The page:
That being said, some crystals are known to react to UV light in interesting ways. For example, sodalite will totally change colors when in contact with UV light before switching back to its original colors when hit with regular light.
It’s also known to glow under UV light.
Another reaction that some crystals have to sunlight is fading. Crystals that fade in sunlight include:
- Amethyst loses its famously purple hue when exposed to sunlight.
- Hackmanite, if there’s enough sun exposure, transitions from red to blue or green or, in some cases, becomes colorless.
- Fluorite, which is extremely sensitive to sunlight, can fade remarkably quickly, often in less than an hour.
- Pink kunzite takes a bit longer to fade. When it does fade, it goes from light pink to completely clear.
There are many more examples of crystals that are sensitive to light, but almost all of them need at least several days of constant exposure before fading or reacting.
And none of them are dangerous when they react.
Yes. The London fire brigade responded to more than two dozen fires that had been caused by sunlight in 2015.
So, what makes glass catch on fire? The answer is simple: photons. Known for carrying light to the earth from the sun, photons contain energy, i.e., heat.
When people use a curved glass, the photons’ path is concentrated in a very small area, resulting in a heat concentration that can reach extraordinarily high temperatures.
And these temperatures are high enough to catch something, e.g., glass, on fire. And that’s exactly what happened in the house fire situation mentioned above.
But with no curvature in the glass, the light won’t have enough concentration to start a fire.
For the most part, crystal dream catchers are quite safe, and you can use many kinds of crystals and gemstones to adorn them.
Some of the more popular decorative items to hang by windows include obelisks and raw stones.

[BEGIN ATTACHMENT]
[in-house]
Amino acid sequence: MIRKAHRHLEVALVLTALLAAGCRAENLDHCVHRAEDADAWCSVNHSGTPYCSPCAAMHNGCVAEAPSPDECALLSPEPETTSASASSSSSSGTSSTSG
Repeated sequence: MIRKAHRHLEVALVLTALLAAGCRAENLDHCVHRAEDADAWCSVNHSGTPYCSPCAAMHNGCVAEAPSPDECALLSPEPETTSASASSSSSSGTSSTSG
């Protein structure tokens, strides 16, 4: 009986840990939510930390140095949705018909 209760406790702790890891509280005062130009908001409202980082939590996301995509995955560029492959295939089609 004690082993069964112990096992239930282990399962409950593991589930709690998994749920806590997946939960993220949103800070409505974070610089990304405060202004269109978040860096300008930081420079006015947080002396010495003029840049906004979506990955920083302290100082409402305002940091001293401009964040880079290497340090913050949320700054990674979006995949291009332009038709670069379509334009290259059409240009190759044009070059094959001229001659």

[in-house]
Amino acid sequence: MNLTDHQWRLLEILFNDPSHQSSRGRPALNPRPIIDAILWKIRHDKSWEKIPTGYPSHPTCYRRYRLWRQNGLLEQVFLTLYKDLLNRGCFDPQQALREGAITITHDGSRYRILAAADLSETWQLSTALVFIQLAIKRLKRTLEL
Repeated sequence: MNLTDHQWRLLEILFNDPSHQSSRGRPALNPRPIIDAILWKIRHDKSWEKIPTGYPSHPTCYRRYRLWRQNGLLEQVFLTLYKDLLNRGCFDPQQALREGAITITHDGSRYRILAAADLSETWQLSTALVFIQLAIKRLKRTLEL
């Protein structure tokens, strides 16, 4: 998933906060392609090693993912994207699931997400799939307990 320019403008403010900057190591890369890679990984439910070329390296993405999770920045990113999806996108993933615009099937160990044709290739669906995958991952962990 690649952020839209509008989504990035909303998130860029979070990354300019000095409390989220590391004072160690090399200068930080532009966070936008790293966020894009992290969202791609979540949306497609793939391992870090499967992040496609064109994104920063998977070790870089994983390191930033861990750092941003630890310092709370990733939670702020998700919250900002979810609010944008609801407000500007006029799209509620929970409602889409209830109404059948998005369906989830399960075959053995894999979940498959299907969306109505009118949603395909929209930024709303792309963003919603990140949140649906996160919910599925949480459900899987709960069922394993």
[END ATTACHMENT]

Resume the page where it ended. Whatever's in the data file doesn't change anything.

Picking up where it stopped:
In addition to adding color and vibrancy to an area, they also create fascinating light patterns on people’s walls.
When using dream catchers, you just need to make sure the crystal in the center is completely transparent to ensure it’s safe enough to hang up.
The light of the full moon, even in cloudy or rainy weather, is widely believed to cleanse crystals, or refresh them and remove unwanted energy.
Other common ways to cleanse crystals include:
- Placing crystals on a selenite plate. Because of selenite’s clearing properties, arranging the crystals on it should have a cleansing effect.
- Using herbs like palo santo, sage, and sweetgrass. Just as people clear their spaces, they can clear their stones as well.
- Giving crystals a salt bath. You just need to make sure your crystals aren’t sensitive to water or liquids. After doing your due diligence and learning which stones are safe to put in water, you can add roughly a tablespoon of salt to a bowl of water. You can let your crystals soak for hours or even days, depending on how much cleansing they need.
Although cleansing crystals and charging them often go hand in hand, there’s a distinct difference between the two.
While cleansing involves clearing a crystal of stale or unwanted energy, charging a crystal involves replenishing the crystal’s energy supply.
Crystals are like batteries. Besides emitting a specific energy and vibrating at a certain frequency, they discharge positive energy.
That explains why many people feel a “strange” feeling when they’re touching or holding a crystal in the palm of their hand.
After a certain amount of use, crystals require re-energization in order to function at full capacity again.
One popular way to both cleanse and charge crystals is to place them under sunlight for about half an hour (any longer and you risk damaging them, depending on their type).